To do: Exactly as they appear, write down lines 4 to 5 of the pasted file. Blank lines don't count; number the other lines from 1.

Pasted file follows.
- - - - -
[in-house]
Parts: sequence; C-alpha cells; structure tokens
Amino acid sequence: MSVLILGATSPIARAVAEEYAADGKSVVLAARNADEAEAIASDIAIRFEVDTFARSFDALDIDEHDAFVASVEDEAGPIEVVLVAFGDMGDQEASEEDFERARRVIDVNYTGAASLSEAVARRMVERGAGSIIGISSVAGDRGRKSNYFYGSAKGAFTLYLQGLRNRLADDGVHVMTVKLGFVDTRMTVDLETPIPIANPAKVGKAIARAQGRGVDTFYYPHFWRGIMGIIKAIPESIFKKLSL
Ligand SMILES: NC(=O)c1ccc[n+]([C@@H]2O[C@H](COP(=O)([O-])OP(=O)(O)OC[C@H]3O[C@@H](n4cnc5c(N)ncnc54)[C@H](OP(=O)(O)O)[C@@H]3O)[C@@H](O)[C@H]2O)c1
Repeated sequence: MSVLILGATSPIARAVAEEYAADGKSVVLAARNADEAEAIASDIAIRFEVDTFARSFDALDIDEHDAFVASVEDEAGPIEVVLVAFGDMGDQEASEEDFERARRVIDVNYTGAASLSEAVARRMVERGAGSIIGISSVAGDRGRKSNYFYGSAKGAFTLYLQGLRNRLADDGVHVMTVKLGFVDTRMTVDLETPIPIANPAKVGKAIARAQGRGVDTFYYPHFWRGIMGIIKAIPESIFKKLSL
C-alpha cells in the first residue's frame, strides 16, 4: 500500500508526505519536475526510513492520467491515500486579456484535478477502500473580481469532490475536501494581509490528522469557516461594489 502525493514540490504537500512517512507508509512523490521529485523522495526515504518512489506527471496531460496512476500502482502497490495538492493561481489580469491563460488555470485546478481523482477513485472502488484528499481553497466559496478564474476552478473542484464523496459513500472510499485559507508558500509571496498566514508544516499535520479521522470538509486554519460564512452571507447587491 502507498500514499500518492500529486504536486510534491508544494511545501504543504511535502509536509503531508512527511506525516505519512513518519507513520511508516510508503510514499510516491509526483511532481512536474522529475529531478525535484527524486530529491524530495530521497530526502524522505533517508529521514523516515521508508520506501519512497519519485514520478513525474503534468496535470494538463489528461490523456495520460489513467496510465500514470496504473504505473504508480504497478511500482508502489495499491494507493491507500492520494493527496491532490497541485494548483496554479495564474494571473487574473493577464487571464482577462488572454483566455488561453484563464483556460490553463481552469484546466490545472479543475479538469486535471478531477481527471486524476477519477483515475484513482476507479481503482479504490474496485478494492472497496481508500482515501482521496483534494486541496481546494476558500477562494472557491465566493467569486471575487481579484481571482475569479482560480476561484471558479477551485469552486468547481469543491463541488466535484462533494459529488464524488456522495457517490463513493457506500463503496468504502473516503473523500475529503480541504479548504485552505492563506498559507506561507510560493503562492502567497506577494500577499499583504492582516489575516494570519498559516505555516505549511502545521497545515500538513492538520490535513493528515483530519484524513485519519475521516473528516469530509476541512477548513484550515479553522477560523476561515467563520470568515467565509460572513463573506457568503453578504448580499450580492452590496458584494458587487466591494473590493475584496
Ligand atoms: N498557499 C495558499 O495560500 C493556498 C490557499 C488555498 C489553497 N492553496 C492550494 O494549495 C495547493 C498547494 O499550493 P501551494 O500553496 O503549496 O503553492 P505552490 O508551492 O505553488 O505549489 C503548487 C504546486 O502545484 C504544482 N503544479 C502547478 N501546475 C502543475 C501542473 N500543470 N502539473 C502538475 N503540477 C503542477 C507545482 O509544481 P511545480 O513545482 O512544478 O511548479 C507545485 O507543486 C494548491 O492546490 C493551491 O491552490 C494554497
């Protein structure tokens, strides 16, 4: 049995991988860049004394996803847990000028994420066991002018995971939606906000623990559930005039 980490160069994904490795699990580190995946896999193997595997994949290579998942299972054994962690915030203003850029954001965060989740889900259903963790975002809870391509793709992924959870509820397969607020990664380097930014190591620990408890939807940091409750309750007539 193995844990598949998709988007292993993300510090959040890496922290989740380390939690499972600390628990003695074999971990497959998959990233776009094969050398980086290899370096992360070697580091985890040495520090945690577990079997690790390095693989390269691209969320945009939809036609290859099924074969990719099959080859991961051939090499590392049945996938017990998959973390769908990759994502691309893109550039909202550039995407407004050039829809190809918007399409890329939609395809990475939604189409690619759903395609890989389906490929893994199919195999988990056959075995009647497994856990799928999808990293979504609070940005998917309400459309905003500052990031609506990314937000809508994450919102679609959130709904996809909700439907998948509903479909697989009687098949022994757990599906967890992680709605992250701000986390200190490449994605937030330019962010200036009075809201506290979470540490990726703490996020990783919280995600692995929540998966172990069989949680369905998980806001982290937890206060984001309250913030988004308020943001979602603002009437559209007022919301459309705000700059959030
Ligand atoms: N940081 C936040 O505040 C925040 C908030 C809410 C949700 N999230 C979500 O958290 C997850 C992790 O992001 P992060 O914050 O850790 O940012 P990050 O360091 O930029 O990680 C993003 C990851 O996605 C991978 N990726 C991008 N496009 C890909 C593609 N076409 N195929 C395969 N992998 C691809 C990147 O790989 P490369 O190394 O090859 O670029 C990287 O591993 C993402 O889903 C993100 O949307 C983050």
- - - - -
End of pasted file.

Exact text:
Ligand SMILES: NC(=O)c1ccc[n+]([C@@H]2O[C@H](COP(=O)([O-])OP(=O)(O)OC[C@H]3O[C@@H](n4cnc5c(N)ncnc54)[C@H](OP(=O)(O)O)[C@@H]3O)[C@@H](O)[C@H]2O)c1
Repeated sequence: MSVLILGATSPIARAVAEEYAADGKSVVLAARNADEAEAIASDIAIRFEVDTFARSFDALDIDEHDAFVASVEDEAGPIEVVLVAFGDMGDQEASEEDFERARRVIDVNYTGAASLSEAVARRMVERGAGSIIGISSVAGDRGRKSNYFYGSAKGAFTLYLQGLRNRLADDGVHVMTVKLGFVDTRMTVDLETPIPIANPAKVGKAIARAQGRGVDTFYYPHFWRGIMGIIKAIPESIFKKLSL